JEL: D85 E44 E51 G21 G23 G33
    Date: 2022–01
  9. By: Michel Alexandre; Gilberto Tadeu Lima, Luca Riccetti, Alberto Russo
    Abstract: The purpose of this paper is to contribute to a further understanding of the impact of monetary policy shocks on a financial network, which we dub the “financial network channel of monetary policy transmission†. To this aim, we develop an agent-based model (ABM) in which banks extend loans to firms. The bank-firm credit network is endogenously time-varying as determined by plausible behavioral assumptions, with both firms and banks being always willing to close a credit deal with the network partner perceived to be less risky. We then assess through simulations how exogenous shocks to the policy interest rate affect some key topological measures of the bank-firm credit network (density, assortativity, size of largest component, and degree distribution). Our simulations show that such topological features of the bank-firm credit network are significantly affected by shocks to the policy interest rate, and this impact varies quantitatively and qualitatively with the sign, magnitude, and duration of the shocks.
    Keywords: Financial network; monetary policy shocks; agent-based modeling.
    JEL: C63 E51 E52 G21
    Date: 2022–01–19
  10. By: Julien Prat (CNRS - Centre National de la Recherche Scientifique, CREST - Centre de Recherche en Économie et Statistique - ENSAI - Ecole Nationale de la Statistique et de l'Analyse de l'Information [Bruz] - X - École polytechnique - ENSAE Paris - École Nationale de la Statistique et de l'Administration Économique - CNRS - Centre National de la Recherche Scientifique); Benjamin Walter
    Date: 2021–08–01
  11. By: Luisa Corrado (University of Rome Tor Vergata, Italy); Aicha Kharazi (Free University of Bozen-Bolzano, Italy)
    Abstract: In this article, we integrate a collateral constraint into a model with heterogeneous agents to study the effect of collateral on wealth inequality. We use estimates from US microeconomic data and the simulated time series from our macro model to predict the wealth accumulation response at the top and bottom of the personal income distribution. Debt is modelled as collateral-dependent and its concentration poses a serious concern. Our results indicate that high collateral requirements benefit high-income more than low-income households.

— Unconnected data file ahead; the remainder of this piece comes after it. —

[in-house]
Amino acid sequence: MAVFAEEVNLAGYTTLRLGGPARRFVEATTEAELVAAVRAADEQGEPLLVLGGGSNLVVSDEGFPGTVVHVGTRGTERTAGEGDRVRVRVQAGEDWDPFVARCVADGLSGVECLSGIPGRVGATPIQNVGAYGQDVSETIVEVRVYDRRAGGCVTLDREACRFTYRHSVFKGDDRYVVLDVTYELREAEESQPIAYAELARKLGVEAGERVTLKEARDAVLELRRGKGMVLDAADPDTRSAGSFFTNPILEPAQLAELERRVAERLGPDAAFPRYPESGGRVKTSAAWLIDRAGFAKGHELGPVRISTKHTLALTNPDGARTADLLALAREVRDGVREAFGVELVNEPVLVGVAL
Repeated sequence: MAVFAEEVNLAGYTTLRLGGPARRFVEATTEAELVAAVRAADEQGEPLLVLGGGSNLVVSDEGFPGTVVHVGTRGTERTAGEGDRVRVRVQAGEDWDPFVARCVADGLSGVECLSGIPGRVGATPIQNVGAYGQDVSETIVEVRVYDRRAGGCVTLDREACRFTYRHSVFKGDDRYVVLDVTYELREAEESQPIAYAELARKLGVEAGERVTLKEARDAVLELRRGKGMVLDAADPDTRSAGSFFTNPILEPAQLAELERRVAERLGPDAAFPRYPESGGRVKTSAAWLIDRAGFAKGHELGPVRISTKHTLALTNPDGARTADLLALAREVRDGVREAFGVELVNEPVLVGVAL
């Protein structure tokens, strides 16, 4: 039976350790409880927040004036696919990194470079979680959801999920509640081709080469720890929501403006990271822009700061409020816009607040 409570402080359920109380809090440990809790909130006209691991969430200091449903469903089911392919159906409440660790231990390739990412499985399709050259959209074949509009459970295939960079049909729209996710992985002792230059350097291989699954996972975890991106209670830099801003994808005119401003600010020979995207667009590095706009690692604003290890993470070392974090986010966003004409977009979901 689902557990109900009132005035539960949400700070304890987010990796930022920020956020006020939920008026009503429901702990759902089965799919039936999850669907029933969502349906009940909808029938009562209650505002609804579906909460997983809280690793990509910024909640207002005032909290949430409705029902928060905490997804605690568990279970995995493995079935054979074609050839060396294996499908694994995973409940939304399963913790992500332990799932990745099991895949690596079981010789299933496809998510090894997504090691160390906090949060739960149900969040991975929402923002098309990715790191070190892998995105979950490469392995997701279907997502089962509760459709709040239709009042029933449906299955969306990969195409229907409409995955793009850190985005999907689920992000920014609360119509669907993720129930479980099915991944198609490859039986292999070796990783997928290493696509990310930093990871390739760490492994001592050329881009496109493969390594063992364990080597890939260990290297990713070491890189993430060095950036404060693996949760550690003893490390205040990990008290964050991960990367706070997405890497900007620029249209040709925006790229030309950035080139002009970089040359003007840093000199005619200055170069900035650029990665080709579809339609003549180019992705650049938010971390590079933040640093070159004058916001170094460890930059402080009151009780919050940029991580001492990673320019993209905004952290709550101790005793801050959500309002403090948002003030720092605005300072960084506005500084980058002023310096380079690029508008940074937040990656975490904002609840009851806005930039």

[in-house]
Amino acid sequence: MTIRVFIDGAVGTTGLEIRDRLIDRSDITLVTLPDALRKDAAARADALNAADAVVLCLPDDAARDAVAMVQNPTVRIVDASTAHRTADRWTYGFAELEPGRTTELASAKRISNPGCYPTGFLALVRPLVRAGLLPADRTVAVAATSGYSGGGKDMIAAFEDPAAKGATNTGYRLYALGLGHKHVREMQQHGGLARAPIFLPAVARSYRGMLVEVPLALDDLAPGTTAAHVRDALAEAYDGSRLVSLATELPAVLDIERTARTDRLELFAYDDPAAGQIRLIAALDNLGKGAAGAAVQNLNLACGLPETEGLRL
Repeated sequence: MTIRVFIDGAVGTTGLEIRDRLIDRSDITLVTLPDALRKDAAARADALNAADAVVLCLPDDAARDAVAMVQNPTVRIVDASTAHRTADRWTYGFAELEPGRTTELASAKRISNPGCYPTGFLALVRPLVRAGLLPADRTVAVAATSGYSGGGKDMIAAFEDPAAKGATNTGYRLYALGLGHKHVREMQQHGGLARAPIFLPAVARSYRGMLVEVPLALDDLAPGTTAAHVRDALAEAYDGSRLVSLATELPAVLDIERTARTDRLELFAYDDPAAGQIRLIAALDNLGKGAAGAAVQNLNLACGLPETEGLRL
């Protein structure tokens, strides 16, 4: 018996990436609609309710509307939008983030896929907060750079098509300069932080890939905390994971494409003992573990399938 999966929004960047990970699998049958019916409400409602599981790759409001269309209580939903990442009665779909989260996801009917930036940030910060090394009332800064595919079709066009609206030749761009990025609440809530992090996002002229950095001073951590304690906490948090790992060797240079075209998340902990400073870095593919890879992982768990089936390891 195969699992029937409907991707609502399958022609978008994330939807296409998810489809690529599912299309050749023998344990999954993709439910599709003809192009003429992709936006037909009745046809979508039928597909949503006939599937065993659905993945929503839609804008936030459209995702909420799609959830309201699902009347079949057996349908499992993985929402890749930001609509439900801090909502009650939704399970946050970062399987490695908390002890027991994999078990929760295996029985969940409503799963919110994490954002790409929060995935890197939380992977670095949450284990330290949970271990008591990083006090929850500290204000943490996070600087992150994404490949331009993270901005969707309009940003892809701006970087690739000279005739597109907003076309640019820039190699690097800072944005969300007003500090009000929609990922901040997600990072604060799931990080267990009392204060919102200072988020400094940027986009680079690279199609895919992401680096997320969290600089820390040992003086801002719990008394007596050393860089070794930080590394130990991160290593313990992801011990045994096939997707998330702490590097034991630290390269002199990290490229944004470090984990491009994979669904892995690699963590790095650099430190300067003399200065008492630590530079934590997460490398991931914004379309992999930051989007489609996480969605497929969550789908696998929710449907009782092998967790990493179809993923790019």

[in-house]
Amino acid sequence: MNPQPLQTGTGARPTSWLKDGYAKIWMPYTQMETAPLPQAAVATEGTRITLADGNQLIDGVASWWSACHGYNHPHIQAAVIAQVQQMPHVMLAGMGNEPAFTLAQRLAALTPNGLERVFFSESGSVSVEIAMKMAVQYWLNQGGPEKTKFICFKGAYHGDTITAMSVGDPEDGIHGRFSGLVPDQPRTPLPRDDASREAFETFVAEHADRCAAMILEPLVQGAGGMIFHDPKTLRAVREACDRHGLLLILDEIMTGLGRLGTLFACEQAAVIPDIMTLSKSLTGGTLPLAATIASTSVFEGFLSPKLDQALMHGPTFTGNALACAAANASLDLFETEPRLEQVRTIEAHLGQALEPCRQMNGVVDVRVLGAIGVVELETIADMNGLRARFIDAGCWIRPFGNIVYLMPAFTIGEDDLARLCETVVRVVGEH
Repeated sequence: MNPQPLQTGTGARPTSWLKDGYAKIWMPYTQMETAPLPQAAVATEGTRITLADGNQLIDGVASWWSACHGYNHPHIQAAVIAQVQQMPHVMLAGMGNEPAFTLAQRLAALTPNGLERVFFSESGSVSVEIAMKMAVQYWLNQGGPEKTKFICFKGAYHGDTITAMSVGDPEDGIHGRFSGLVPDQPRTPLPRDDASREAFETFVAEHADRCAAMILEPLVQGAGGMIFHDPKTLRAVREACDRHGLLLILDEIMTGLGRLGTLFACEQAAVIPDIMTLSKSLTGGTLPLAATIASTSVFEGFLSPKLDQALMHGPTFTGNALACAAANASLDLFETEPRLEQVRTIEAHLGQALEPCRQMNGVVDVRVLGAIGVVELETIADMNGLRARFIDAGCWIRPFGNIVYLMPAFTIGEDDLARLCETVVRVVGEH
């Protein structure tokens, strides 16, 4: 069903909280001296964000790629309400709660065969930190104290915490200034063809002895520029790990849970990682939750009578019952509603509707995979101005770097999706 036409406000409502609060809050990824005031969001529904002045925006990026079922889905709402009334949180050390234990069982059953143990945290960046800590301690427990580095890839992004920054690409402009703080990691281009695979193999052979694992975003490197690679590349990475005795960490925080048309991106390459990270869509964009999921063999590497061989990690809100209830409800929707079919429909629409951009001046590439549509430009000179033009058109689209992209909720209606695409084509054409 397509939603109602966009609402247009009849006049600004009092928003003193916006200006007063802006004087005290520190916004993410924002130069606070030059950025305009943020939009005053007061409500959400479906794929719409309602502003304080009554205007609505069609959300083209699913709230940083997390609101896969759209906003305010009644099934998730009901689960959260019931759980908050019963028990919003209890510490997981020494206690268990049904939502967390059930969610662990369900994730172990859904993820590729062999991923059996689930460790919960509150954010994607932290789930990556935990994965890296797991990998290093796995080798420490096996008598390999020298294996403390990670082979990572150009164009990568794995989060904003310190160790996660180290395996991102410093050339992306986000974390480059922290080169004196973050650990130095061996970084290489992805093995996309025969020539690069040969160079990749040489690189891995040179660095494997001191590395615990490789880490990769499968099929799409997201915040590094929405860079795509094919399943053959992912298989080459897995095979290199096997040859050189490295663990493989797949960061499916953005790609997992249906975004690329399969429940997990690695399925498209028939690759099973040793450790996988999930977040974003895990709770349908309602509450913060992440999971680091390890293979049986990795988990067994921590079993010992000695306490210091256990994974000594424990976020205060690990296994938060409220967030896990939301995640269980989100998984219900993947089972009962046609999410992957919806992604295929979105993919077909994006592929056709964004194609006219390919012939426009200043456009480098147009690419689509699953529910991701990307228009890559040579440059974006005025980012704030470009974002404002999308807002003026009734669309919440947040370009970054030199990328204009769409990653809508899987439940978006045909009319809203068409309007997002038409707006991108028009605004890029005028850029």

Keywords: Income distribution, household loans, collateral, inequality.
    JEL: E21 E25 D31 H31
    Date: 2022–01
  12. By: Carmiña O. Vargas; Julian A. Parra-Polania
    Abstract: We combine two modifications to the standard (current and total income) collateral constraint that has been commonly used in models that analyze financial crisis interventions. Specifically, we consider an alternative constraint stated in terms of future and disposable income. We find that in this case a state-contingent debt tax (effective during crisis only, as opposed to a macroprudential tax) increases debt capacity and lowers the probability of crisis. This shows one more instance to call the attention of academics and policymakers to the fact that the specific form of the borrowing constraint is crucial in determining the appropriate crisis intervention. **** RESUMEN: Combinamos dos modificaciones a la restricción crediticia estándar (i.e., en términos de los ingresos corrientes y totales) que se ha utilizado comúnmente en los modelos que analizan las intervenciones en crisis financieras. Específicamente, consideramos una restricción alternativa expresada en términos de ingresos futuros y disponibles. Encontramos que, en este caso, un impuesto a la deuda dependiente del estado de la economía (efectivo solo durante las crisis, a diferencia de un impuesto macroprudencial) aumenta la capacidad de endeudamiento y reduce la probabilidad de crisis. Este resultado representa un ejemplo más para llamar la atención de académicos y formuladores de políticas sobre el hecho de que la forma específica de la restricción de endeudamiento es crucial para determinar la intervención de crisis adecuada.